International Asia North Korean in Malaysia loses appeal against US extradition

North Korean in Malaysia loses appeal against US extradition

Mun Chol Myong, who has lived in the Southeast Asian country for a decade with his family, was arrested last year following the extradition request from Washington.

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A North Korean man accused of laundering money lost a legal bid to halt his extradition from Malaysia to the US to face charges Thursday, but will lodge a final appeal.

Mun Chol Myong, who has lived in the Southeast Asian country for a decade with his family, was arrested last year following the extradition request from Washington.

He denies FBI claims that he led a criminal group that violated sanctions by supplying prohibited items to North Korea and laundered funds through front companies, according to his lawyers.

A Malaysian court in December approved his extradition but Mun challenged the move at the Kuala Lumpur High Court.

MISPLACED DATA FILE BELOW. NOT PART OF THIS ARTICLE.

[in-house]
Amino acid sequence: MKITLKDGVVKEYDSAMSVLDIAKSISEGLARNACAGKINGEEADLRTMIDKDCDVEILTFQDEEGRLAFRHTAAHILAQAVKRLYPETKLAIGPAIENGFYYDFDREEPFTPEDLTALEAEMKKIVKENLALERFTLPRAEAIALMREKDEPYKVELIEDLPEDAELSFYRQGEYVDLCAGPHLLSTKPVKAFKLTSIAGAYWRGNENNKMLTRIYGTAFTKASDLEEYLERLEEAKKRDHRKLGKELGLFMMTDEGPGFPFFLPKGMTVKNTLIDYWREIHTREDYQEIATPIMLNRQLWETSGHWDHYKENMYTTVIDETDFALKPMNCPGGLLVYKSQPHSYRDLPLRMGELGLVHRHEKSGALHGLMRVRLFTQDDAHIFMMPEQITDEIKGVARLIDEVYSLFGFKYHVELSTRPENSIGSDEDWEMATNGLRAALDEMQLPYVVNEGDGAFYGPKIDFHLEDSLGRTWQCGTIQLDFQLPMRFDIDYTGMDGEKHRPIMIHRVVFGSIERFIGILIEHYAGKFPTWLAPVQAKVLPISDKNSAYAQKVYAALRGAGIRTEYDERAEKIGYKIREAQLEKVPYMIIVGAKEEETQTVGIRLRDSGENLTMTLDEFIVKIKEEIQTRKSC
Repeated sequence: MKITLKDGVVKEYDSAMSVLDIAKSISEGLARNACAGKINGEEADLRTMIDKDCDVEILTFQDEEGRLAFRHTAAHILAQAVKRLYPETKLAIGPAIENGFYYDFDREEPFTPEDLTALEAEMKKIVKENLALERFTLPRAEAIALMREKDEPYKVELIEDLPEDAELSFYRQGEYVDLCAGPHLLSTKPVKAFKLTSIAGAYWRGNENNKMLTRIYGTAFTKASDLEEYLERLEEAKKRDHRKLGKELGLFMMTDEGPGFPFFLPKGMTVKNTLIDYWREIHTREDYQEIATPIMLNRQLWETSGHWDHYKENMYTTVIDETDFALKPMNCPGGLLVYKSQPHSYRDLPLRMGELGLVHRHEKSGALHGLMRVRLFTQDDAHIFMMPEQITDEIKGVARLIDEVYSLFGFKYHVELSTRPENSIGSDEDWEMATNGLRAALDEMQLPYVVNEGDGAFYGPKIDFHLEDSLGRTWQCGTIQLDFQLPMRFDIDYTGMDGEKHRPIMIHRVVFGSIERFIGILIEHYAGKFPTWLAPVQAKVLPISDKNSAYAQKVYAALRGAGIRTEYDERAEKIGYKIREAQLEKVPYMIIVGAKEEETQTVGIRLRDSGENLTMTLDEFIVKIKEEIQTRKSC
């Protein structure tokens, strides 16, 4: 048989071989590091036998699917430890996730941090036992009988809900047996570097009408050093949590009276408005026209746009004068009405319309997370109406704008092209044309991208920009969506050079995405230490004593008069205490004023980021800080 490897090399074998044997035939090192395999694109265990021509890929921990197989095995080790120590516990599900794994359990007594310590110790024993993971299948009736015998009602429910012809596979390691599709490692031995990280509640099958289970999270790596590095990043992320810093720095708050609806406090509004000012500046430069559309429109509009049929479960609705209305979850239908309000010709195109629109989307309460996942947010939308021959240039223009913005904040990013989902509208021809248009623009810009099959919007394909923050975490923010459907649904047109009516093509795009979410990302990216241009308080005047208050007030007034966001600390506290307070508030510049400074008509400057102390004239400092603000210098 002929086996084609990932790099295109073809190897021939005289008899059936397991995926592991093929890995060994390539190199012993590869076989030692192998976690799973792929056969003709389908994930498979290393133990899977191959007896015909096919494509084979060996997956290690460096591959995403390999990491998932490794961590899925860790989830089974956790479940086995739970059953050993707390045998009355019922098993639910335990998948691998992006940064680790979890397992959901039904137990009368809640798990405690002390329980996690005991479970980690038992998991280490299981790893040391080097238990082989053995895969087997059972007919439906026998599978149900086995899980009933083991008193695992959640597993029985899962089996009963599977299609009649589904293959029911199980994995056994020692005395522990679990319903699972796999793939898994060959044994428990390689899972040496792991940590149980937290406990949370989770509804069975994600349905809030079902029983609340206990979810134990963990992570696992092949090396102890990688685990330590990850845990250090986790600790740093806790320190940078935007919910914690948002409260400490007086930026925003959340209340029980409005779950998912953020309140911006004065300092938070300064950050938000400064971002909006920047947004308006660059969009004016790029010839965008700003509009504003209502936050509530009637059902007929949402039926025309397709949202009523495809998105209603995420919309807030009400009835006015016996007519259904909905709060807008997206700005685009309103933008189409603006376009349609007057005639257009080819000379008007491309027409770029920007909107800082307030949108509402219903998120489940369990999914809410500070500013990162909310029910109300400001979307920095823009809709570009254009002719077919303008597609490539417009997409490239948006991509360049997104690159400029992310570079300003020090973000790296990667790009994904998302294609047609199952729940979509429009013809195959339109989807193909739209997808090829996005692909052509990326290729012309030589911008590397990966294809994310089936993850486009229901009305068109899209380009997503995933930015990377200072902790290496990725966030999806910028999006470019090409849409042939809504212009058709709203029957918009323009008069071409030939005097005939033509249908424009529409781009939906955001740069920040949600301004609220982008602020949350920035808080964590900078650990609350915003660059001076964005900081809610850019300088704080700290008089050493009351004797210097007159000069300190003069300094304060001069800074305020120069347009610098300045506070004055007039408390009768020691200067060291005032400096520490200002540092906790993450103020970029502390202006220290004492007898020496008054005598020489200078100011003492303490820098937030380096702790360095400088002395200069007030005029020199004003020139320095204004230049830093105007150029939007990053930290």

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His lawyers argued his detention was unlawful, as the allegations against him were of a political nature.

But a judge rejected the argument, saying procedures were correctly followed and Mun failed to prove the extradition bid was “politically-charged”.

There was not “sufficient evidence to support this challenge against the backdrop of the money laundering-related indictments,” judge Ahmad Shahrir Mohamad Salleh said.

His lawyer said he would lodge a final appeal at Malaysia’s top court.

Mun, in his 50s, was not in court for the ruling but his wife and North Korean officials were present.

He is accused of four charges of money-laundering and two of conspiracy to launder money, and the allegations relate mainly to his work in neighbouring Singapore, according to his lawyers.

It is not clear what he is accused of supplying, but there have been cases of businesses in the city-state sending luxury items, such as liquor and watches, to the North.

The export to North Korea of some luxury goods has been banned as part of sweeping sanctions imposed on Pyongyang by the United Nations and countries including the United States over its weapons programmes.

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